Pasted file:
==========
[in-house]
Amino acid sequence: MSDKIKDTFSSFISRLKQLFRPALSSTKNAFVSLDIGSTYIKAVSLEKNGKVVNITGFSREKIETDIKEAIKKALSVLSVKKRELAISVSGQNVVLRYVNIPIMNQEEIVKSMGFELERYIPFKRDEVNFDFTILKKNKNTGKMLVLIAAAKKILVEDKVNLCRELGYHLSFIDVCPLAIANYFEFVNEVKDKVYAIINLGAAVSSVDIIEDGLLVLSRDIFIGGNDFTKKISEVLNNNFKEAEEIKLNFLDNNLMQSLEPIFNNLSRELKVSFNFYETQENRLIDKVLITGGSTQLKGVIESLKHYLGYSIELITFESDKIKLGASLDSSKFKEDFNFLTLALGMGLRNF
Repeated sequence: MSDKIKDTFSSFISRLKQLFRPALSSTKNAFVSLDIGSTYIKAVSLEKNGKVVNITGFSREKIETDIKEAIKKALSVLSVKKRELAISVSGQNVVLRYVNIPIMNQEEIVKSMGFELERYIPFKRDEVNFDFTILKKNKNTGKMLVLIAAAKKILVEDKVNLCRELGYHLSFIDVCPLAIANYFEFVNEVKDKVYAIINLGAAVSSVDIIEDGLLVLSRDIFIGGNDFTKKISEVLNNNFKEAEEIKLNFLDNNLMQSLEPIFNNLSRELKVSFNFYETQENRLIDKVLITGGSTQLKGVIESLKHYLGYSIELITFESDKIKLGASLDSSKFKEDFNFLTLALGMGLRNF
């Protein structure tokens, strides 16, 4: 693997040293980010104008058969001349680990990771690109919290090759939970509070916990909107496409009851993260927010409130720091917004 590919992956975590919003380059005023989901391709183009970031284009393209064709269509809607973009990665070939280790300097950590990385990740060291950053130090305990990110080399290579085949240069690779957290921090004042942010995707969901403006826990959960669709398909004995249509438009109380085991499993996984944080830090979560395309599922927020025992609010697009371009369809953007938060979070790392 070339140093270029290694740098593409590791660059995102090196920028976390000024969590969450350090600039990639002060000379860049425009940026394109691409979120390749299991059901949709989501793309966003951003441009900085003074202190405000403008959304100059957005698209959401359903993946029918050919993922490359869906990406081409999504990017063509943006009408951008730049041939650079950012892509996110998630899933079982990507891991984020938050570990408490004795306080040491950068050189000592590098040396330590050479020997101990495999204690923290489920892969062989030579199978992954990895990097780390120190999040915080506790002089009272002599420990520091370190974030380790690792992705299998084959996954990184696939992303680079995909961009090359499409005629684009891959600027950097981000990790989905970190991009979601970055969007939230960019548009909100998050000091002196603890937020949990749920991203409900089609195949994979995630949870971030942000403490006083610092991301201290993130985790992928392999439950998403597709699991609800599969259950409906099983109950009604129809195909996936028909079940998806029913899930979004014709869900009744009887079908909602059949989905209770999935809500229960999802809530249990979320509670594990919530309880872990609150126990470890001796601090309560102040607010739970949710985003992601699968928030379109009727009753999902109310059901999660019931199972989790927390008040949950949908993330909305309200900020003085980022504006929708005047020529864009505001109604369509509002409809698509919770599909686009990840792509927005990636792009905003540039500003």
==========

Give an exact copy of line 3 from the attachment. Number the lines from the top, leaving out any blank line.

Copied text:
Repeated sequence: MSDKIKDTFSSFISRLKQLFRPALSSTKNAFVSLDIGSTYIKAVSLEKNGKVVNITGFSREKIETDIKEAIKKALSVLSVKKRELAISVSGQNVVLRYVNIPIMNQEEIVKSMGFELERYIPFKRDEVNFDFTILKKNKNTGKMLVLIAAAKKILVEDKVNLCRELGYHLSFIDVCPLAIANYFEFVNEVKDKVYAIINLGAAVSSVDIIEDGLLVLSRDIFIGGNDFTKKISEVLNNNFKEAEEIKLNFLDNNLMQSLEPIFNNLSRELKVSFNFYETQENRLIDKVLITGGSTQLKGVIESLKHYLGYSIELITFESDKIKLGASLDSSKFKEDFNFLTLALGMGLRNF